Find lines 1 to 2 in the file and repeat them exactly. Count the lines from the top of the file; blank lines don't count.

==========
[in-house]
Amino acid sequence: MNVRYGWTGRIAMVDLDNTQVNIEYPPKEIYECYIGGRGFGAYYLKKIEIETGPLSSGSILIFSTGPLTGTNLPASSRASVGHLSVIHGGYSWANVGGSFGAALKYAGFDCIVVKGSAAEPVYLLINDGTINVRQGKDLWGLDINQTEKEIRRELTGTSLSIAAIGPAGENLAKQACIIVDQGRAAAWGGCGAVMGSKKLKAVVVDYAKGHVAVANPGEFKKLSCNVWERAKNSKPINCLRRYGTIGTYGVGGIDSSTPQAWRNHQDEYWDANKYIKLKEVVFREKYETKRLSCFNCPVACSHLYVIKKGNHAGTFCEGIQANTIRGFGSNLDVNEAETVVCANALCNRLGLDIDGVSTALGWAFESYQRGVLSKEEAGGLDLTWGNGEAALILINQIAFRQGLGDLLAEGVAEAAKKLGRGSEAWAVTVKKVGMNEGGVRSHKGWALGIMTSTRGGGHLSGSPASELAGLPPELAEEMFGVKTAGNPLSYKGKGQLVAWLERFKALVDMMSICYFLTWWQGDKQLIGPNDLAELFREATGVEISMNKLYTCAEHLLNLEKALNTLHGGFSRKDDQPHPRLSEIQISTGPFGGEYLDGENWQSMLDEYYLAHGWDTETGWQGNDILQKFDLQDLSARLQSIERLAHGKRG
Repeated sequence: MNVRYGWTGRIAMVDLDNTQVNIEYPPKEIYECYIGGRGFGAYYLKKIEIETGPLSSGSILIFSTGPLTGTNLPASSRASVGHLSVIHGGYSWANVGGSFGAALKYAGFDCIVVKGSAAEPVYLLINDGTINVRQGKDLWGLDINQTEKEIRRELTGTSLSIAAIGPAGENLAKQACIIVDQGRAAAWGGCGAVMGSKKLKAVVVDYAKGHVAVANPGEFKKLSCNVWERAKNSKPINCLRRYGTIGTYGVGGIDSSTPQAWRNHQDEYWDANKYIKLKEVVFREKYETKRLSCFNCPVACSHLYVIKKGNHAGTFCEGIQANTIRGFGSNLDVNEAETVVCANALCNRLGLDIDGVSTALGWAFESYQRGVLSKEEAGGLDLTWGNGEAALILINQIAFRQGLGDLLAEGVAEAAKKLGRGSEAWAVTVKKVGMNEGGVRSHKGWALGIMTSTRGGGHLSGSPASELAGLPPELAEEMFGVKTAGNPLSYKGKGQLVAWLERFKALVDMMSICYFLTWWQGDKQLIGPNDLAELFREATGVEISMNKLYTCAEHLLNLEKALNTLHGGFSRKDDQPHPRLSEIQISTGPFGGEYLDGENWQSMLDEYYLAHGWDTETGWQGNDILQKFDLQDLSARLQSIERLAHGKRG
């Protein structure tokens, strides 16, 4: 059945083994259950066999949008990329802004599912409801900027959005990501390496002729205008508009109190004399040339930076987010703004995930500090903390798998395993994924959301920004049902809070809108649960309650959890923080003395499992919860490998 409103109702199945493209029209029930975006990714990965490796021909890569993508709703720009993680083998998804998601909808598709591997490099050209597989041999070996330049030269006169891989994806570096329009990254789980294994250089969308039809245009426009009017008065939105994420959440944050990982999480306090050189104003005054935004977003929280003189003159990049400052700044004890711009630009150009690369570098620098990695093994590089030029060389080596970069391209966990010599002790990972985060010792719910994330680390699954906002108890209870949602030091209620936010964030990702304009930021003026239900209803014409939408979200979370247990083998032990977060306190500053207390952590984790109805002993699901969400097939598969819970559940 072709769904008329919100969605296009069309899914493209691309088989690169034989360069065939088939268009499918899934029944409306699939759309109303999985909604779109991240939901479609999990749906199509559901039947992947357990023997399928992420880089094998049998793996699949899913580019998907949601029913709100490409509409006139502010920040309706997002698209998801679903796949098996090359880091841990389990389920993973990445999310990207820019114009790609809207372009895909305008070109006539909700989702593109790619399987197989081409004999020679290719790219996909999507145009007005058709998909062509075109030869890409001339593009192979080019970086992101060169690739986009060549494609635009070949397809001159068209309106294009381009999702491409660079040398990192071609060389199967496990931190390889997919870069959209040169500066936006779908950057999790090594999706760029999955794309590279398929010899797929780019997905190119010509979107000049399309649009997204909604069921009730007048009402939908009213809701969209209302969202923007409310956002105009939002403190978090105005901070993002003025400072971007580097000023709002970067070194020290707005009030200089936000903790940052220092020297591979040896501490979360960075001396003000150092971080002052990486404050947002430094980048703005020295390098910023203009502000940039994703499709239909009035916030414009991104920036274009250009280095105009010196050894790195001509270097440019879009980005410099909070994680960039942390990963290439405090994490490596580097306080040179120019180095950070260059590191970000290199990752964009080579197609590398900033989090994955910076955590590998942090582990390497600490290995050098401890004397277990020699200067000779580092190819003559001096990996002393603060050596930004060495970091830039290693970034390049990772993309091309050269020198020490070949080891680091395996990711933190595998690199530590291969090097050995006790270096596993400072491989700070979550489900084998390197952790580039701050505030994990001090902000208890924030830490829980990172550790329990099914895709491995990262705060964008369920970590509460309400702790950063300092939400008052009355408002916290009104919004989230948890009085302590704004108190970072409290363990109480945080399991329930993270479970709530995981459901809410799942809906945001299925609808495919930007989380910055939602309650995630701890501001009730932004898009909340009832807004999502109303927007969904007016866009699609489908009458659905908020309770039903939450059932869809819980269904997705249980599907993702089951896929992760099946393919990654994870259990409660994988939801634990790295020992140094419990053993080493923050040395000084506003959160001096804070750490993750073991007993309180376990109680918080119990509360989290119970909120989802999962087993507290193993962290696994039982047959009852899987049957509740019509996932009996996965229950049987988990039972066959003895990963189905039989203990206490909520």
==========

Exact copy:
[in-house]
Amino acid sequence: MNVRYGWTGRIAMVDLDNTQVNIEYPPKEIYECYIGGRGFGAYYLKKIEIETGPLSSGSILIFSTGPLTGTNLPASSRASVGHLSVIHGGYSWANVGGSFGAALKYAGFDCIVVKGSAAEPVYLLINDGTINVRQGKDLWGLDINQTEKEIRRELTGTSLSIAAIGPAGENLAKQACIIVDQGRAAAWGGCGAVMGSKKLKAVVVDYAKGHVAVANPGEFKKLSCNVWERAKNSKPINCLRRYGTIGTYGVGGIDSSTPQAWRNHQDEYWDANKYIKLKEVVFREKYETKRLSCFNCPVACSHLYVIKKGNHAGTFCEGIQANTIRGFGSNLDVNEAETVVCANALCNRLGLDIDGVSTALGWAFESYQRGVLSKEEAGGLDLTWGNGEAALILINQIAFRQGLGDLLAEGVAEAAKKLGRGSEAWAVTVKKVGMNEGGVRSHKGWALGIMTSTRGGGHLSGSPASELAGLPPELAEEMFGVKTAGNPLSYKGKGQLVAWLERFKALVDMMSICYFLTWWQGDKQLIGPNDLAELFREATGVEISMNKLYTCAEHLLNLEKALNTLHGGFSRKDDQPHPRLSEIQISTGPFGGEYLDGENWQSMLDEYYLAHGWDTETGWQGNDILQKFDLQDLSARLQSIERLAHGKRG